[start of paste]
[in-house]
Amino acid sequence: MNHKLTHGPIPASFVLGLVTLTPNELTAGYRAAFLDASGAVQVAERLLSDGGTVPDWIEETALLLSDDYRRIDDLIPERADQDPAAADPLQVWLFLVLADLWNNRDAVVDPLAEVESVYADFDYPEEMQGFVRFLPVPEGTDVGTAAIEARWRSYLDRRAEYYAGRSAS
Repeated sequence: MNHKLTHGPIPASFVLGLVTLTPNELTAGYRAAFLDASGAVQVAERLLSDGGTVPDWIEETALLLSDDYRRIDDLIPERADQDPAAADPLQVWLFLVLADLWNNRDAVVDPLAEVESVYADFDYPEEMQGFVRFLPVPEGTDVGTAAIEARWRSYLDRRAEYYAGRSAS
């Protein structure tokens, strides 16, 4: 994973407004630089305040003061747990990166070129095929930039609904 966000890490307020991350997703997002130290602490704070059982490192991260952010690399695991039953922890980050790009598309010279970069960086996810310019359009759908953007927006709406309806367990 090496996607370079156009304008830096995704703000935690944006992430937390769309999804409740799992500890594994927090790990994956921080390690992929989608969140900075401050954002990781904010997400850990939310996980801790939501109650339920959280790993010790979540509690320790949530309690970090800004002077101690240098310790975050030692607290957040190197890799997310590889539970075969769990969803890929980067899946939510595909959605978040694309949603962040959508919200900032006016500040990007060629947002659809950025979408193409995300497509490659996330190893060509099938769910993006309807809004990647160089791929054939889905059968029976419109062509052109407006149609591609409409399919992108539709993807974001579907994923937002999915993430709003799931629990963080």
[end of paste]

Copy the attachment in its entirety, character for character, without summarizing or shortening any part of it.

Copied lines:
[in-house]
Amino acid sequence: MNHKLTHGPIPASFVLGLVTLTPNELTAGYRAAFLDASGAVQVAERLLSDGGTVPDWIEETALLLSDDYRRIDDLIPERADQDPAAADPLQVWLFLVLADLWNNRDAVVDPLAEVESVYADFDYPEEMQGFVRFLPVPEGTDVGTAAIEARWRSYLDRRAEYYAGRSAS
Repeated sequence: MNHKLTHGPIPASFVLGLVTLTPNELTAGYRAAFLDASGAVQVAERLLSDGGTVPDWIEETALLLSDDYRRIDDLIPERADQDPAAADPLQVWLFLVLADLWNNRDAVVDPLAEVESVYADFDYPEEMQGFVRFLPVPEGTDVGTAAIEARWRSYLDRRAEYYAGRSAS
């Protein structure tokens, strides 16, 4: 994973407004630089305040003061747990990166070129095929930039609904 966000890490307020991350997703997002130290602490704070059982490192991260952010690399695991039953922890980050790009598309010279970069960086996810310019359009759908953007927006709406309806367990 090496996607370079156009304008830096995704703000935690944006992430937390769309999804409740799992500890594994927090790990994956921080390690992929989608969140900075401050954002990781904010997400850990939310996980801790939501109650339920959280790993010790979540509690320790949530309690970090800004002077101690240098310790975050030692607290957040190197890799997310590889539970075969769990969803890929980067899946939510595909959605978040694309949603962040959508919200900032006016500040990007060629947002659809950025979408193409995300497509490659996330190893060509099938769910993006309807809004990647160089791929054939889905059968029976419109062509052109407006149609591609409409399919992108539709993807974001579907994923937002999915993430709003799931629990963080």